New Zealand is among the leaders in the fight against software piracy, according to a new international study.
The results from the Business Software Alliance's fifth-annual study on global software piracy reveal statistics that would put a smile on any software company executive's face: of the 108 countries that are covered in the recently released report, the use of pirated software dropped in 67 countries. In just eight countries did the piracy rate increase.
The three lowest-piracy countries were the United States (20%), Luxembourg (21%) and New Zealand (22%). The study also found that many developed economies continued to show gradual declines, including Australia, Belgium, Ireland, Japan, Singapore, South Africa, Sweden and Taiwan.
Russia's PC software piracy rate dropped seven points to 73%. (In the study, piracy rate is defined as the total number of units of pirated software deployed in 2007 divided by the total units of software installed.)
"Russia's piracy rate is still high, but it is decreasing at a fast pace as a result of [software] legalization programmes, government engagement and enforcement, user education and an improved economy," states the BSA study.
Many low-piracy regions, such as the United States, United Kingdom and Austria, showed decreases (though they weren't huge) in their piracy rates.
PC Software Piracy Rankings, 2007
The Business Software Alliance ranks the countries where software piracy is the worst for PC software vendors, and those where conditions are best.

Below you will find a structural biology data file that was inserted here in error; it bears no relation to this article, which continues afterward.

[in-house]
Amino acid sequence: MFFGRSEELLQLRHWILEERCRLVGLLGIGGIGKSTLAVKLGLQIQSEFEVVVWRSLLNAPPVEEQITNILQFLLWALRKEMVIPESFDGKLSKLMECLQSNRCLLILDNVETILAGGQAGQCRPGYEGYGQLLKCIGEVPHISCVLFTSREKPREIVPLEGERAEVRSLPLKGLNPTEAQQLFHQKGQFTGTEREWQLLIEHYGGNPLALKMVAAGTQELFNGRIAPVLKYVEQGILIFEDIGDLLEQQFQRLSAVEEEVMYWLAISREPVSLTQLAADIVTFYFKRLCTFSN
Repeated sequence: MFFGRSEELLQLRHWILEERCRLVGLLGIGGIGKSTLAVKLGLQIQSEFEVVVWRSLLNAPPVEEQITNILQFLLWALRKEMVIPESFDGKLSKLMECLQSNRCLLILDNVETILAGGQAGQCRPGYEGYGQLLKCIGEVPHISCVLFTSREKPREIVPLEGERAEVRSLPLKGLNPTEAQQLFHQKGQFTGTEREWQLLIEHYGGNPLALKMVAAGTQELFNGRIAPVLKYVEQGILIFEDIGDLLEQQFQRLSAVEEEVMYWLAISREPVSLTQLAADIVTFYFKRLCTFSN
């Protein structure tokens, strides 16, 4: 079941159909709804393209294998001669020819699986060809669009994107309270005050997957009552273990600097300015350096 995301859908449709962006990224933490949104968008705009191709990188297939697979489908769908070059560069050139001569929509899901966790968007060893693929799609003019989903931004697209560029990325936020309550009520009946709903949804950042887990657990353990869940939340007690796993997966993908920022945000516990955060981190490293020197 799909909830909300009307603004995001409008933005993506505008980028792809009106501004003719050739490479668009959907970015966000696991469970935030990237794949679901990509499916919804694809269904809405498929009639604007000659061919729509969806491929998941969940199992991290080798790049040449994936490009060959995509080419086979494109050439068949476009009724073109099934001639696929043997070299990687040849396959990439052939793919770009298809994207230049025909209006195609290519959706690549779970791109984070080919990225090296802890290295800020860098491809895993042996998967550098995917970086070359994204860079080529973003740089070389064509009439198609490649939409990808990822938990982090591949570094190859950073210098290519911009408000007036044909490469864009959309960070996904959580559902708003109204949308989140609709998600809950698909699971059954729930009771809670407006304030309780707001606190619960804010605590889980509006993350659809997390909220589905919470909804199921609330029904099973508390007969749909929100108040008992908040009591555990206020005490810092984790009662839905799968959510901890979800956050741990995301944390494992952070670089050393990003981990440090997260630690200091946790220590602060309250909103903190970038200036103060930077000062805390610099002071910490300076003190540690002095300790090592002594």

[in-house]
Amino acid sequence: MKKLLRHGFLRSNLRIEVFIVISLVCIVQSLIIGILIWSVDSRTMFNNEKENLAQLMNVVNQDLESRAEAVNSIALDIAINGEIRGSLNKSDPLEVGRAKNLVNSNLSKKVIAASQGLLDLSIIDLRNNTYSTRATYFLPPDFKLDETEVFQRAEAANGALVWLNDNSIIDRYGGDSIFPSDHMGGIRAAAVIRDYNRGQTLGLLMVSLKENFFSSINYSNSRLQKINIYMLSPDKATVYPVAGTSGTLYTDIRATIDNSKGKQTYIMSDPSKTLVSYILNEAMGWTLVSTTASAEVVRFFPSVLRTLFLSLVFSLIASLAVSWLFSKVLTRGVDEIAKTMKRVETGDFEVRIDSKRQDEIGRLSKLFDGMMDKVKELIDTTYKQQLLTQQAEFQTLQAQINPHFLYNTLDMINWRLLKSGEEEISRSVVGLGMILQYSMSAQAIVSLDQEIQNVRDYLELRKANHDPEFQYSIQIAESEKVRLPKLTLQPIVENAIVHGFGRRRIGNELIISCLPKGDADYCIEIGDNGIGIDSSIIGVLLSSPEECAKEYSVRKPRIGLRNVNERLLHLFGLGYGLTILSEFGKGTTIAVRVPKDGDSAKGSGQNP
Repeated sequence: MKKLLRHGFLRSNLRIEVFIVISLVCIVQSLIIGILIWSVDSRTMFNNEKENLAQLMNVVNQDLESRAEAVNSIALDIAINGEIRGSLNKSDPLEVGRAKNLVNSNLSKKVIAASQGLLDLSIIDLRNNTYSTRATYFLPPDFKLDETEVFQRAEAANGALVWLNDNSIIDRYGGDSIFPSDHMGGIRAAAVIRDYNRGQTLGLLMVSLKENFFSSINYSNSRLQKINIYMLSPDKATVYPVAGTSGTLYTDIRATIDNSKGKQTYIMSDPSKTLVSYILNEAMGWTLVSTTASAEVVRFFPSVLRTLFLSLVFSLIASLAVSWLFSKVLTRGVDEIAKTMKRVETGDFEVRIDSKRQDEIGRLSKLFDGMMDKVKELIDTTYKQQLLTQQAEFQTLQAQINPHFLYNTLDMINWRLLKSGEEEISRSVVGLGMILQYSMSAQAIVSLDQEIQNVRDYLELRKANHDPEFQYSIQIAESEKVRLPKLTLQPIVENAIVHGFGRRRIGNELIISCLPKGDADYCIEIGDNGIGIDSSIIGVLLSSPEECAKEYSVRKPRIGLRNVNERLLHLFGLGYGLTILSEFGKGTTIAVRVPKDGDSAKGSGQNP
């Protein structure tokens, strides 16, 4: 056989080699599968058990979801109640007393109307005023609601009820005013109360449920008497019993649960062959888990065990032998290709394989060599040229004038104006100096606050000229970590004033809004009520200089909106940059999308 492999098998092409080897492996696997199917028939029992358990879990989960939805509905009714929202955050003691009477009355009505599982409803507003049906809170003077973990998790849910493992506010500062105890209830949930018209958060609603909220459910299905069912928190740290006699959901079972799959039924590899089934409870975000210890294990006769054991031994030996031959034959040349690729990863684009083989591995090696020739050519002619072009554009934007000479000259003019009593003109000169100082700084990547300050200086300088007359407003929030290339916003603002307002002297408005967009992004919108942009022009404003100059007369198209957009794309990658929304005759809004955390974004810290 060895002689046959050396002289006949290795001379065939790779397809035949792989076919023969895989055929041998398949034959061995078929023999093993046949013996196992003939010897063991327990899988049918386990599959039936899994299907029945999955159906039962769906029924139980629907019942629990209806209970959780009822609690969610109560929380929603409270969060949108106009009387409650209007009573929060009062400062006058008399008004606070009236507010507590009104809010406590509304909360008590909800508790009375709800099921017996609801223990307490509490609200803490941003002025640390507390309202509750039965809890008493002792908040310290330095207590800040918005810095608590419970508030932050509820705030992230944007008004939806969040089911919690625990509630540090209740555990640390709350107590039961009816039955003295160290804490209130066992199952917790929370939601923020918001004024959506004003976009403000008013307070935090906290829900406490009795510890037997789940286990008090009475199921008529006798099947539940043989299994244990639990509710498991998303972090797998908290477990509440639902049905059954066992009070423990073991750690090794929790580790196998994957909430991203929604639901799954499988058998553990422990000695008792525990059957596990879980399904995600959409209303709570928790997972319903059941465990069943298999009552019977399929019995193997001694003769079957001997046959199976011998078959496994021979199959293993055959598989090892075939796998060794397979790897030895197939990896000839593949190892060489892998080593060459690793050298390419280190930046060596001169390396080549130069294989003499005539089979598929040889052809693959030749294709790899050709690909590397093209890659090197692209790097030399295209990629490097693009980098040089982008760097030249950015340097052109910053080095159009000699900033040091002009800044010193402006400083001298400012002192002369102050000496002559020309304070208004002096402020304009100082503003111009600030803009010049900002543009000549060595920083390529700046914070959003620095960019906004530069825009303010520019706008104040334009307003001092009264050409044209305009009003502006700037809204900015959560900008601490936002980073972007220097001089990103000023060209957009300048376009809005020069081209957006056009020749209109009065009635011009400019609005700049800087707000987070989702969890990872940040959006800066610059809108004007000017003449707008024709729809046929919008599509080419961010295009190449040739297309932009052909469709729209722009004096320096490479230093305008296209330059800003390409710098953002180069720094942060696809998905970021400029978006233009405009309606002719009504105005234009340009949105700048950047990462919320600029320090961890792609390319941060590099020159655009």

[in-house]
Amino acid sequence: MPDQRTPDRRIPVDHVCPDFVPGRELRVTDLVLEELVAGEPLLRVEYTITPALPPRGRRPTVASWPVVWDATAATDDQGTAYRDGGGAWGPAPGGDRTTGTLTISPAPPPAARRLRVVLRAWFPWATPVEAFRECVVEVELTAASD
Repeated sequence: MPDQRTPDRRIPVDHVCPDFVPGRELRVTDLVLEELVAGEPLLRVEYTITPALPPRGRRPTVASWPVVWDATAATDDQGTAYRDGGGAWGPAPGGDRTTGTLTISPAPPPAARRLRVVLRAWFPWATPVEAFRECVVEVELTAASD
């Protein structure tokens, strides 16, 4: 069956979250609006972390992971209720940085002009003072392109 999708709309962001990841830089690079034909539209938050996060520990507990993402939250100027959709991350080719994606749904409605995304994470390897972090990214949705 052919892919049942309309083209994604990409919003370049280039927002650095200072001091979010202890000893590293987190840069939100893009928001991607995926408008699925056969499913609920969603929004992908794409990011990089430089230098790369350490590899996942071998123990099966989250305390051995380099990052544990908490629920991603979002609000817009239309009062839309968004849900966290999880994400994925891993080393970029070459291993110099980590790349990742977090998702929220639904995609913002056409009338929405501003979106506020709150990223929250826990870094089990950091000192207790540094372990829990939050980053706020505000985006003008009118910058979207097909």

The worst, in order: 1. Armenia; 2. Bangladesh, 3. Azerbaijan; 4. Moldova; 5. Zimbabwe
The best: 1. United States; 2. Luxembourg; 3. New Zealand; 4. Japan; 5. Austria.
Market research company IDC conducted the study on behalf of the BSA, an international association that represents software vendors and their hardware partners, and pursues companies that use pirated software.
In total, according to the IDC's calculations, dollar losses from piracy rose by US$8 billion from 2006 to 2007, which was a 20% increase, and now stands at nearly US$48 billion. That "losses" number, in particular, has been controversial over the years. "For many years, BSA has equated the value of pirated software to industry 'losses,'" notes the report. "This has led to questions as to whether these losses are real."
In a February 2008 post, Dave Taylor, an industry watcher, online strategist and blogger, takes issue with how the BSA calculates its losses. Taylor's fundamental problem is that the BSA "cannot assume that every illegal copy of software would have been otherwise purchased," he writes. "That's a complete fallacy and distortion of the situation and does a disservice to the companies that are represented by the Alliance."
This year's BSA report states that "while not every piece of pirated software would be purchased if piracy rates were to go down-some will be substituted, some not used-lower piracy rates yield more economic activity that stimulates more software production and purchases."
The BSA states that IDC has "confirmed this by analyzing the ratio of software spending to hardware spending for the countries in the study and finds that, as expected, there is a high correlation between piracy rates and that ratio," the report states. "The higher the piracy rate, the lower the ratio of software spending to hardware spending. Given the definition of piracy, that would seem obvious."